Elephant Head Amaranth, Amaranthus 'Greek'

Amaranthus tricolor

Family: Amaranthaceae
Genus: Amaranthus (am-uh-RANTH-us) (Info)
Species: tricolor (TRY-kull-lur) (Info)
Cultivar: Greek
Synonym:Amaranthus gangeticus



Foliage Color:

Unknown - Tell us

Bloom Characteristics:

Flowers are good for cutting

Water Requirements:

Drought-tolerant; suitable for xeriscaping

Where to Grow:

Unknown - Tell us


4-6 ft. (1.2-1.8 m)

6-8 ft. (1.8-2.4 m)


9-12 in. (22-30 cm)


Not Applicable

Sun Exposure:

Full Sun



Bloom Color:

Magenta (Pink-Purple)

Fuchsia (Red-Purple)

Bloom Time:

Mid Summer

Late Summer/Early Fall

Mid Fall


Unknown - Tell us

Other details:

Unknown - Tell us

Soil pH requirements:

5.6 to 6.0 (acidic)

6.1 to 6.5 (mildly acidic)

6.6 to 7.5 (neutral)

Patent Information:


Propagation Methods:

From seed; direct sow after last frost

Seed Collecting:

Allow seedheads to dry on plants; remove and collect seeds


This plant has been said to grow in the following regions:

Citrus Heights, California

Carrollton, Georgia

Indianapolis, Indiana

Contoocook, New Hampshire

Portland, Oregon

San Marcos, Texas

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Gardeners' Notes:


On Dec 3, 2013, strange2u from Hinsdale, IL wrote:

I don't know, if this is the plant Baker Creek has in their catalog. They just call it Elephant Head Amaranth, without the cultivar name.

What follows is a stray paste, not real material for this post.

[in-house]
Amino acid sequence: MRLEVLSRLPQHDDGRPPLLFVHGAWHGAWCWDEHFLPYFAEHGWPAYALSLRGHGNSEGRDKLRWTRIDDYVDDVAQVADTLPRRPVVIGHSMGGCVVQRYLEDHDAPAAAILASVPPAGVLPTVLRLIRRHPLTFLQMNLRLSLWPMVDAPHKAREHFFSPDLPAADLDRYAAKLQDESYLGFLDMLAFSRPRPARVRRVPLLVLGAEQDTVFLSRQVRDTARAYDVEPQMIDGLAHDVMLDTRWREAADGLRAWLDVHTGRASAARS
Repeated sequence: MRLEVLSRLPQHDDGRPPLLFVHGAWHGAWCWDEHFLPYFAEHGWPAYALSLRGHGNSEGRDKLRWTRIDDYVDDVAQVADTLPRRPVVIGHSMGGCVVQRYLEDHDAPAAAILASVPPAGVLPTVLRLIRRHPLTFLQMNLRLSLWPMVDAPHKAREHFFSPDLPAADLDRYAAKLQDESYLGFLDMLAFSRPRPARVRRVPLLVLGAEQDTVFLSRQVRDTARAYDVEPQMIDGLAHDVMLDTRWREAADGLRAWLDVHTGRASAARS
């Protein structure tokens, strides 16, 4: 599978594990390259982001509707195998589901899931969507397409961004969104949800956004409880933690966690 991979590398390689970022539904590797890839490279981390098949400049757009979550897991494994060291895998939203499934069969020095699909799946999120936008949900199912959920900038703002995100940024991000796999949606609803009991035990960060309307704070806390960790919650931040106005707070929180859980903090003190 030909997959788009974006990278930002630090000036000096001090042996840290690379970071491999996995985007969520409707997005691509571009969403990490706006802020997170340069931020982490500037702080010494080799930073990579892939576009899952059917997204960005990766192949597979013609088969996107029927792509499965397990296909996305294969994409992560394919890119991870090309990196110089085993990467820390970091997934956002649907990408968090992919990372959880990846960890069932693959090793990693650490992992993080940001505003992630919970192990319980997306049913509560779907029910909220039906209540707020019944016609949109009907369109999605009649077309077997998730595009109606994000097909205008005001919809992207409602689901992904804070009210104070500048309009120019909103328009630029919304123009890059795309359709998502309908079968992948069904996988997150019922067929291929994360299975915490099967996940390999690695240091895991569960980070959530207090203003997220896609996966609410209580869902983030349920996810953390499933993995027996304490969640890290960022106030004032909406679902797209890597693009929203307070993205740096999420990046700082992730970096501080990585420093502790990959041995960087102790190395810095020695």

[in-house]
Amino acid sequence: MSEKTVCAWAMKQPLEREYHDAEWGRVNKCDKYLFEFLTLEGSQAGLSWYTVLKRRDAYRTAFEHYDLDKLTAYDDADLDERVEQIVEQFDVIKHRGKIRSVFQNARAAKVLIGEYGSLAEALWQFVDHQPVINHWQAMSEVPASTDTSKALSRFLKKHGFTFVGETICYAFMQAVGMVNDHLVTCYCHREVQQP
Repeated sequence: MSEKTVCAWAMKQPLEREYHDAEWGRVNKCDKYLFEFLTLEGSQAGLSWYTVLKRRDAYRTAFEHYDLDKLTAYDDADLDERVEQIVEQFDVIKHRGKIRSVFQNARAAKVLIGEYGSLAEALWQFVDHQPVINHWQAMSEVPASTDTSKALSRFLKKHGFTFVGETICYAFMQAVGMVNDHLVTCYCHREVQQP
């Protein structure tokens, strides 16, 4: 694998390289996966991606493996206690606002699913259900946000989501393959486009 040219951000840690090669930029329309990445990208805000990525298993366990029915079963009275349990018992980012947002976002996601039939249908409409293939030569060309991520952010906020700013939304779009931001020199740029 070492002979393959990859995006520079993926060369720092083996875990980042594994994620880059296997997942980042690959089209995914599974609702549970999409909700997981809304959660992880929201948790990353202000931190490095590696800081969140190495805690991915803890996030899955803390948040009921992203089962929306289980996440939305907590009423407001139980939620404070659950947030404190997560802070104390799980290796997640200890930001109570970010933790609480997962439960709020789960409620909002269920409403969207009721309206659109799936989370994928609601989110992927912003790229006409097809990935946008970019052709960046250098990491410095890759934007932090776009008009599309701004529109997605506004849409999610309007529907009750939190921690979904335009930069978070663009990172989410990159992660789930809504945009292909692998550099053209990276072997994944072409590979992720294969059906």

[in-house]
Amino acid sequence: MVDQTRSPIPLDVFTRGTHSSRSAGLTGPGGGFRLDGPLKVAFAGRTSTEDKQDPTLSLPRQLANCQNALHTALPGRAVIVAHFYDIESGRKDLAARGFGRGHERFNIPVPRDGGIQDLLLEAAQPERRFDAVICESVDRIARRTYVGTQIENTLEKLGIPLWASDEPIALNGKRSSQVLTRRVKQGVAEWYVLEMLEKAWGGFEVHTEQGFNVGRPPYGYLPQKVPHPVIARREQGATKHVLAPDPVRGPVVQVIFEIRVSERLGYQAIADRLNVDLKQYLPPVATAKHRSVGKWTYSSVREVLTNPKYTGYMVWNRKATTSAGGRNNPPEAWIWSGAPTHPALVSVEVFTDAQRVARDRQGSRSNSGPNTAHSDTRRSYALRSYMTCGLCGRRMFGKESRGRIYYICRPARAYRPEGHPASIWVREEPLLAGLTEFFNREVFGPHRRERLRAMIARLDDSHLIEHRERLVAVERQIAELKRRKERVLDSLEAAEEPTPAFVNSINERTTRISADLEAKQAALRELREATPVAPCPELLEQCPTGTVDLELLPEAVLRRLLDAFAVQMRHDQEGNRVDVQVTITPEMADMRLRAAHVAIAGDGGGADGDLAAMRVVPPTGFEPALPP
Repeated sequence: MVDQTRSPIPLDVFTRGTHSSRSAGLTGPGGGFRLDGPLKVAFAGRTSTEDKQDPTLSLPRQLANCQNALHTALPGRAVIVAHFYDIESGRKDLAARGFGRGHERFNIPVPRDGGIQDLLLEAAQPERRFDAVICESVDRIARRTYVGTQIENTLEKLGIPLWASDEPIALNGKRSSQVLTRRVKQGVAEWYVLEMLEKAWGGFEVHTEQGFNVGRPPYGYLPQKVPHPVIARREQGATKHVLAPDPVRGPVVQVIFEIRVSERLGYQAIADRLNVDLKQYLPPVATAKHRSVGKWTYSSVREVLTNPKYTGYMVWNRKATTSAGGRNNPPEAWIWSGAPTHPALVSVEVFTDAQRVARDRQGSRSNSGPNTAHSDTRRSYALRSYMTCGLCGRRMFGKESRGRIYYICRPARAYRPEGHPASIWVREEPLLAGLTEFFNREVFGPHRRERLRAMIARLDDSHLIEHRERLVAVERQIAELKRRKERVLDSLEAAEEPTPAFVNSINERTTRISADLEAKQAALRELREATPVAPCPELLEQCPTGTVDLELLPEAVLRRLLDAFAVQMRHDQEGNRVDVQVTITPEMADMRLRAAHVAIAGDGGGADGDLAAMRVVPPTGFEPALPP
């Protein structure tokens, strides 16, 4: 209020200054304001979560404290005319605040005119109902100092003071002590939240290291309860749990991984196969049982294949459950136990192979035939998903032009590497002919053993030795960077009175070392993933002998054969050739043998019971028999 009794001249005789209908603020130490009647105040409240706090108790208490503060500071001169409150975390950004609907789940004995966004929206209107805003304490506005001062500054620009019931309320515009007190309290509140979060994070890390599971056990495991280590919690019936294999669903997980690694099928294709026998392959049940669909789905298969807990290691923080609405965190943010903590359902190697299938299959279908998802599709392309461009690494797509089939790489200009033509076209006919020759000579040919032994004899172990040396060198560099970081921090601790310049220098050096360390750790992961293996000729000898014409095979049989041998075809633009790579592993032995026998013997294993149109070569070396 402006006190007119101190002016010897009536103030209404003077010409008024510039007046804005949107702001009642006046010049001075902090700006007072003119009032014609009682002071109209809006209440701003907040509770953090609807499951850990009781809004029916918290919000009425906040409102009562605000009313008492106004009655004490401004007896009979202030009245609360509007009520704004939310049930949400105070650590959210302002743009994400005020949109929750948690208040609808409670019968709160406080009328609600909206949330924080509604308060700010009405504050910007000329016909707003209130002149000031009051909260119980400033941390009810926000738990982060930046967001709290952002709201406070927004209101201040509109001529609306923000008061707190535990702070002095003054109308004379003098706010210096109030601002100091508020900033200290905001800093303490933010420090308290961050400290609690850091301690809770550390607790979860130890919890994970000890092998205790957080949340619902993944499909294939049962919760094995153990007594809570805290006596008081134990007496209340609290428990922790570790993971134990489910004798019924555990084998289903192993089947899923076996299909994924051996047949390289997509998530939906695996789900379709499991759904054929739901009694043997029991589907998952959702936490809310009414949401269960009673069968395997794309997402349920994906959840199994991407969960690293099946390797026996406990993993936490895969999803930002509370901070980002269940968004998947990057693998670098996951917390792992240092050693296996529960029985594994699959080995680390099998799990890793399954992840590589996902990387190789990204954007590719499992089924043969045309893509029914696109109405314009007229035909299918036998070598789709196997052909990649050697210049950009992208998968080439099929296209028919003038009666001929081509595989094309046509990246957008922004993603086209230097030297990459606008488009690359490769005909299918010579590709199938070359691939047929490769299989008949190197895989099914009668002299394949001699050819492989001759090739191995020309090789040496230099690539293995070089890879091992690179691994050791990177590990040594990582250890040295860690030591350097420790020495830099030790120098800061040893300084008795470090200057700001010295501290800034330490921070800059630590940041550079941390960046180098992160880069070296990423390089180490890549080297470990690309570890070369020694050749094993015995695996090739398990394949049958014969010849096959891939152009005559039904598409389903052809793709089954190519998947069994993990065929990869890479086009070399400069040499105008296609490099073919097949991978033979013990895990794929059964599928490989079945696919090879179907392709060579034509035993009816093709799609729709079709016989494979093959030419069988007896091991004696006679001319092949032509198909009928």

On Mar 22, 2013, leahg123 from Redwood, TX wrote:

This plant is a show stopper! When people come over and see my garden, they are always amazed at this crazy-looking thing.

The initial "trunk" will bloom and then the plant will send off side shoots that are absolutely stunning in bouquets.

During our infamous drought of 2011, plus over a month of 105-ish degree temps, this guy was still rocking and rolling. Can't imagine a summer without now.


On Aug 11, 2012, nhplanter from Washington, NH (Zone 5b) wrote:

I grow this variety of amaranth every year in my flower beds. It is very showy and readily self seeds.


On Aug 25, 2009, lehua_mc from Portland, OR (Zone 8b) wrote:

So so happy with my amaranth! My Seeds of Change Elephant Head seeds have added a really exotic flare to my garden, with lush, robust foliage and attention grabbing blooms. Always a conversation starter. I planted a whole bed of them, and am as close to being in a jungle with them as I can get! I planted them with some remaining Hopi Red Dye, which was good since the Hopi tends to flop in the late season (and the Elephant has yet to even try), however word is they cross pollinate easily. Looking forward to what comes forth next year, but their individual uses may be compromised.


On Nov 15, 2005, Farmerdill from Augusta, GA (Zone 8a) wrote:

A unique and stoutly-branched variety. Produces green-gold flower plumes with an abundance of dark purple seeds. In Greece the greens are served steamed. Sow directly, 8-10 seeds per foot when soil is warm and danger of frost has passed. For an earlier crop, can be planted in flats and transplanted when 4-8 inches tall. Enriching soil with mature compost gives larger plants and greater yield of seeds. Pick at peak of bloom, or for eating, leave heads on plants until they drop a few seeds or pick before the first frost. Dry a week.